Ever wonder what would happen if your business accounting software was out of commission for a month? Or if you put a core business function in the cloud only to find out that you had no way to work around a flaw in the provider’s system? Or if part of the SaaS software just stopped functioning and there was nothing you could do about it? If you are a QuickBooks Online (QBO) user and you live in the United States, Europe, or Australia, you’ve been feeling this pain since early July. The fix isn’t supposed to be available until August 1, and there’s no promise that the problem will actually be fixed by that date, nor is there a true admission that the problem even exists.

The Problem

In short, if you’re a QBO user, you can’t click on a transaction to edit or modify it in any way. For example, if you want to change a category or an expense account or add a class or allocate an expense to a particular job, it may take five to seven seconds after you click to open a transaction (if you can open a transaction at all). It gets worse. After your first attempt to edit, your browser (Chrome, Firefox, Safari, or IE) will time out and ask you if you want to “wait” or “kill” the page. This happens in every browser, in normal or incognito mode, no matter the computer (Windows or Mac), no matter the speed of the connection. It even happens with the QBO desktop connector application. For all intents and purposes, QBO is seriously broken and the company is just shrugging it off.

Too Big for Customer Service

When this issue first surfaced, almost four weeks ago, we assumed it had to do with the specific computer or its broadband connection. A half-hour of testing later, it was clear that there was an issue with QBO. The good news is that there’s a technical support chatbot built in, but there was a queue. It took over 30 minutes for a bot to connect us to a human. The human wanted to run us through the set of tests we had already performed but in the end told us to call customer service. An hour wasted.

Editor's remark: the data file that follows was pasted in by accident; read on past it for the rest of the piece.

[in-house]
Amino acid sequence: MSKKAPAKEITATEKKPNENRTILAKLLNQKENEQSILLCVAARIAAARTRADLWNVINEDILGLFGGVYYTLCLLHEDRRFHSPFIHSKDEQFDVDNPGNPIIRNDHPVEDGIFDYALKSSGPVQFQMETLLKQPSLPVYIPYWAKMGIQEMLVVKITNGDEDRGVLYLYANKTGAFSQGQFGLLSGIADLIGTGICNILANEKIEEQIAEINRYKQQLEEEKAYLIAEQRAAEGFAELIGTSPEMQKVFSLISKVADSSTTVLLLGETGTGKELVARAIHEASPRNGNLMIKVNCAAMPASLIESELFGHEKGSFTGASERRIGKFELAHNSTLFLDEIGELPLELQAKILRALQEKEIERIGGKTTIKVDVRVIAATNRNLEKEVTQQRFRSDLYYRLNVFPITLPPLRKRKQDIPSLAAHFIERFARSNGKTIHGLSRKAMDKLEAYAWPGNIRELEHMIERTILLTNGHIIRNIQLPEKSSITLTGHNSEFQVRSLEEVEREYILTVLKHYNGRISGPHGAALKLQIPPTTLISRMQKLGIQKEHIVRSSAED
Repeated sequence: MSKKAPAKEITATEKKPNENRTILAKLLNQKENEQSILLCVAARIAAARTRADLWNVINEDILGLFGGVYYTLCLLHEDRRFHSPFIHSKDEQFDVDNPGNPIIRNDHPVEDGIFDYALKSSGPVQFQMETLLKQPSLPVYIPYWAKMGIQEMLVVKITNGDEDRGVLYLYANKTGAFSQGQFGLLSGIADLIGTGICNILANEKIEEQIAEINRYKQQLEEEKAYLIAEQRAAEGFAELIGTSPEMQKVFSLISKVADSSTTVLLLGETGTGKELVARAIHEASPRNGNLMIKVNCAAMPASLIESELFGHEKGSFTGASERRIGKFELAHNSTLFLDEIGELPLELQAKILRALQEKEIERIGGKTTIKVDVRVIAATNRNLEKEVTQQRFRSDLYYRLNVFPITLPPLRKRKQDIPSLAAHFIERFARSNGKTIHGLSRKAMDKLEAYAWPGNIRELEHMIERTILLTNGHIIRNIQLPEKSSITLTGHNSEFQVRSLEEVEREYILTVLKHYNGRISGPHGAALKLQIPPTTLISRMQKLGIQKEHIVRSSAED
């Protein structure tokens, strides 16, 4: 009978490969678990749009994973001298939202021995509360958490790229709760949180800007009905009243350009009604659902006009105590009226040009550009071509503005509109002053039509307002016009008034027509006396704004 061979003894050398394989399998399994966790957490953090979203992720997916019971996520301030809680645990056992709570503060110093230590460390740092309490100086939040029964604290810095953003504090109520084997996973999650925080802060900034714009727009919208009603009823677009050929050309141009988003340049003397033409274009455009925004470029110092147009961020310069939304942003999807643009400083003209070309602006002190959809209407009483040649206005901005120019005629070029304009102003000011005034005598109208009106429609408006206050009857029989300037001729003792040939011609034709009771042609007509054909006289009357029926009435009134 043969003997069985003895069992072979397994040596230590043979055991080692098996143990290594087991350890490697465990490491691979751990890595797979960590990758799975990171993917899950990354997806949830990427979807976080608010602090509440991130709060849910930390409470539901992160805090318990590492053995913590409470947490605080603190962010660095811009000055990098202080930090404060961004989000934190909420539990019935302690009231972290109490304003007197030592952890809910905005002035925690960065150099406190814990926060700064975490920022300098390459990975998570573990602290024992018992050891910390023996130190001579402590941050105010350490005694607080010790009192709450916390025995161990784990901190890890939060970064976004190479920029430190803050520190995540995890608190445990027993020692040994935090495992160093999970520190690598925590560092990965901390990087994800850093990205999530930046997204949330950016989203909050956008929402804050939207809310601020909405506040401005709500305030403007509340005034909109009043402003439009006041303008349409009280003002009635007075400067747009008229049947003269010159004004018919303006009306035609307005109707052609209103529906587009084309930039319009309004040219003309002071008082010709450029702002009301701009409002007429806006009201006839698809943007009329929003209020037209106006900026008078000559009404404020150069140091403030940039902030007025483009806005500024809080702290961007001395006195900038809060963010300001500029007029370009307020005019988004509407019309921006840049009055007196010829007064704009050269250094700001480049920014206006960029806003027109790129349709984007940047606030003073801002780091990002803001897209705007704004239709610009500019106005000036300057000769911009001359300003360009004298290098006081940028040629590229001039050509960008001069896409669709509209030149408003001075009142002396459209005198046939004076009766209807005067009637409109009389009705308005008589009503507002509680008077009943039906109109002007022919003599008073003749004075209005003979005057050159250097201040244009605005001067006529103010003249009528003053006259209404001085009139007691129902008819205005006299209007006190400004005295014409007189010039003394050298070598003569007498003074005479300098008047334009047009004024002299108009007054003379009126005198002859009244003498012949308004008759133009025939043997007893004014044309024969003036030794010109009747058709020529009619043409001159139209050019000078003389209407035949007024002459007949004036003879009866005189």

We called. QuickBooks has the most vile and painful IVR (Interactive Voice Response) system in the world. If I didn’t know better, I’d think QuickBooks wanted you to give up so they would have to take your call. But not to worry. When we got a real human on the phone, that person tried to run us through the same tests, then told us, “There are no reported problems with QuickBooks Online. Your system must be faulty.” “But,” we said, “we have tried this on three different machines, two Macs, one Windows. We have tried this on the three supported browsers on each OS: Chrome, Safari, and Firefox on Mac and Chrome, IE and Firefox on Windows. We have tried this on two different broadband networks, Verizon FiOS and AT&T LTE. How can it be us?” Crickets.

A Week Goes By

The problem did not get better. It got worse. I returned from a business trip abroad to find my highly apologetic bookkeeper in tears. June was not closed. None of the quarterly reports were run. My team did their best to export as much data as possible to Excel and did what they could by hand. They were also working on building a manual General Journal and General Ledger and figuring out how to prevent this from happening again.

We Called Again

It won’t surprise you to learn that we are “ProAdvisor Certified” on all QuickBooks products. To that end, we have a super-secret customer service phone number. If I thought that QuickBooks’s regular customer service IVR sucked, I don’t actually have printable words for the suboptimal experience I had with its ProAdvisor support IVR.